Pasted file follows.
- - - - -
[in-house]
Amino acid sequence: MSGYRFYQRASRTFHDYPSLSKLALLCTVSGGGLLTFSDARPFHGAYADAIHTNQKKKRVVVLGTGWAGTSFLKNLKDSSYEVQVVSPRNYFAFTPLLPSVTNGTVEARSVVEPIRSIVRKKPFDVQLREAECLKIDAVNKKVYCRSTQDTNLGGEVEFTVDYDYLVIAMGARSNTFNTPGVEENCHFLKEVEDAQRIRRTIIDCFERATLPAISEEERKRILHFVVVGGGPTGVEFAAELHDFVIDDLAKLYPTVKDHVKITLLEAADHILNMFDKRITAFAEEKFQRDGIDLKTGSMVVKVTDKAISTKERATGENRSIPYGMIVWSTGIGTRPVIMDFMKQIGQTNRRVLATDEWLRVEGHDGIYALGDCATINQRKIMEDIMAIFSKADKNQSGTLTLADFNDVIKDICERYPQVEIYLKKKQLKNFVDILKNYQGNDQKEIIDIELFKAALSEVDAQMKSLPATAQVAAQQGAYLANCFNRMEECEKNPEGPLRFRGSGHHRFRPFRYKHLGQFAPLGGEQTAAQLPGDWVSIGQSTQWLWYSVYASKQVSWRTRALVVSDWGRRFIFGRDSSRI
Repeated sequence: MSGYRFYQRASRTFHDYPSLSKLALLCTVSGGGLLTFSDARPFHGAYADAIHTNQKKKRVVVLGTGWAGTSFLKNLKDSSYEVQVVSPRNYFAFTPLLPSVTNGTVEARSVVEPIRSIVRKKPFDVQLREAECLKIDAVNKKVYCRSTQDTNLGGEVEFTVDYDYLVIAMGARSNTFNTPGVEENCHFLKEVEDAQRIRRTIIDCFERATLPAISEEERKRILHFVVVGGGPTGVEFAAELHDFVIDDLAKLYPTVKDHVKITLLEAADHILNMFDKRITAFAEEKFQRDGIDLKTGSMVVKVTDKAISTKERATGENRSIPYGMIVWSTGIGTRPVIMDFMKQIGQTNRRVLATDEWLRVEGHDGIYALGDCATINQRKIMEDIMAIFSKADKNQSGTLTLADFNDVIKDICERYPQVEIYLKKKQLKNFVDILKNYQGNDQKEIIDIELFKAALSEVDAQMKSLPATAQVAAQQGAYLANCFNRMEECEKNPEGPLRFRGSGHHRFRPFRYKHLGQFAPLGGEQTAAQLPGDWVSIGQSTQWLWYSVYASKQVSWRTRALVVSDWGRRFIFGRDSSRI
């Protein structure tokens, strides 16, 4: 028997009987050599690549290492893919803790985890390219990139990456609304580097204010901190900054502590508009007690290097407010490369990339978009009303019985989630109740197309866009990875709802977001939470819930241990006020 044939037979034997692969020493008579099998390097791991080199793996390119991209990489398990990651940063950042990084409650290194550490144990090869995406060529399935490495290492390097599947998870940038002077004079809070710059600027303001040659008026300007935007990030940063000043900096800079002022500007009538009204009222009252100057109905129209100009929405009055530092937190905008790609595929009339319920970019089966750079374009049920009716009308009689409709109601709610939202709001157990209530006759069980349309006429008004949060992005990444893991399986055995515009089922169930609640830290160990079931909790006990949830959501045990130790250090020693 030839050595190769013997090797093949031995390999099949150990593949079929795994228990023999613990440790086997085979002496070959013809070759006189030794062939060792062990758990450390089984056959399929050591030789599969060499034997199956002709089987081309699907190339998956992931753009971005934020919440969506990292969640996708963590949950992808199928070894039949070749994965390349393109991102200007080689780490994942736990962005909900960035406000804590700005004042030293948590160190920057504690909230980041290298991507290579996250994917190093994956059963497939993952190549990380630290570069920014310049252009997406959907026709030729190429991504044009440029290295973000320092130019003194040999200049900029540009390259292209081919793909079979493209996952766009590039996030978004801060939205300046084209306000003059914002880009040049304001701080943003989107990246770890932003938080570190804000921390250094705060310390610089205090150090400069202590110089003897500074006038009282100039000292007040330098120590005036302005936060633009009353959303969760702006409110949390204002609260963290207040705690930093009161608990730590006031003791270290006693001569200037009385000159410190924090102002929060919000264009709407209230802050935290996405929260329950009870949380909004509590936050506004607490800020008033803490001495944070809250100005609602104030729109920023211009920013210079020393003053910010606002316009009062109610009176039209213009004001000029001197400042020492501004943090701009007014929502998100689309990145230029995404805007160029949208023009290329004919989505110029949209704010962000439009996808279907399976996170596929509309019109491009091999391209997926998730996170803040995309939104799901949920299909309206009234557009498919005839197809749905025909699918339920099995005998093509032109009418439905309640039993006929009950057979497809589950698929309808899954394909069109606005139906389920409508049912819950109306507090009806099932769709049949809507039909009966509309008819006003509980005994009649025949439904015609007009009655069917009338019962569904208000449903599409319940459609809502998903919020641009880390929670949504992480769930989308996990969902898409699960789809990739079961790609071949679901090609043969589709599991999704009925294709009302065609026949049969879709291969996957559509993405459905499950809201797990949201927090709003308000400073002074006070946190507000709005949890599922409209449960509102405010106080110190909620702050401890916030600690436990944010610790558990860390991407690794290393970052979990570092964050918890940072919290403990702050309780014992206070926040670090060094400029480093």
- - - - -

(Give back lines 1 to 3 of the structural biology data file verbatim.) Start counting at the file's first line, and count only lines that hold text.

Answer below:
[in-house]
Amino acid sequence: MSGYRFYQRASRTFHDYPSLSKLALLCTVSGGGLLTFSDARPFHGAYADAIHTNQKKKRVVVLGTGWAGTSFLKNLKDSSYEVQVVSPRNYFAFTPLLPSVTNGTVEARSVVEPIRSIVRKKPFDVQLREAECLKIDAVNKKVYCRSTQDTNLGGEVEFTVDYDYLVIAMGARSNTFNTPGVEENCHFLKEVEDAQRIRRTIIDCFERATLPAISEEERKRILHFVVVGGGPTGVEFAAELHDFVIDDLAKLYPTVKDHVKITLLEAADHILNMFDKRITAFAEEKFQRDGIDLKTGSMVVKVTDKAISTKERATGENRSIPYGMIVWSTGIGTRPVIMDFMKQIGQTNRRVLATDEWLRVEGHDGIYALGDCATINQRKIMEDIMAIFSKADKNQSGTLTLADFNDVIKDICERYPQVEIYLKKKQLKNFVDILKNYQGNDQKEIIDIELFKAALSEVDAQMKSLPATAQVAAQQGAYLANCFNRMEECEKNPEGPLRFRGSGHHRFRPFRYKHLGQFAPLGGEQTAAQLPGDWVSIGQSTQWLWYSVYASKQVSWRTRALVVSDWGRRFIFGRDSSRI
Repeated sequence: MSGYRFYQRASRTFHDYPSLSKLALLCTVSGGGLLTFSDARPFHGAYADAIHTNQKKKRVVVLGTGWAGTSFLKNLKDSSYEVQVVSPRNYFAFTPLLPSVTNGTVEARSVVEPIRSIVRKKPFDVQLREAECLKIDAVNKKVYCRSTQDTNLGGEVEFTVDYDYLVIAMGARSNTFNTPGVEENCHFLKEVEDAQRIRRTIIDCFERATLPAISEEERKRILHFVVVGGGPTGVEFAAELHDFVIDDLAKLYPTVKDHVKITLLEAADHILNMFDKRITAFAEEKFQRDGIDLKTGSMVVKVTDKAISTKERATGENRSIPYGMIVWSTGIGTRPVIMDFMKQIGQTNRRVLATDEWLRVEGHDGIYALGDCATINQRKIMEDIMAIFSKADKNQSGTLTLADFNDVIKDICERYPQVEIYLKKKQLKNFVDILKNYQGNDQKEIIDIELFKAALSEVDAQMKSLPATAQVAAQQGAYLANCFNRMEECEKNPEGPLRFRGSGHHRFRPFRYKHLGQFAPLGGEQTAAQLPGDWVSIGQSTQWLWYSVYASKQVSWRTRALVVSDWGRRFIFGRDSSRI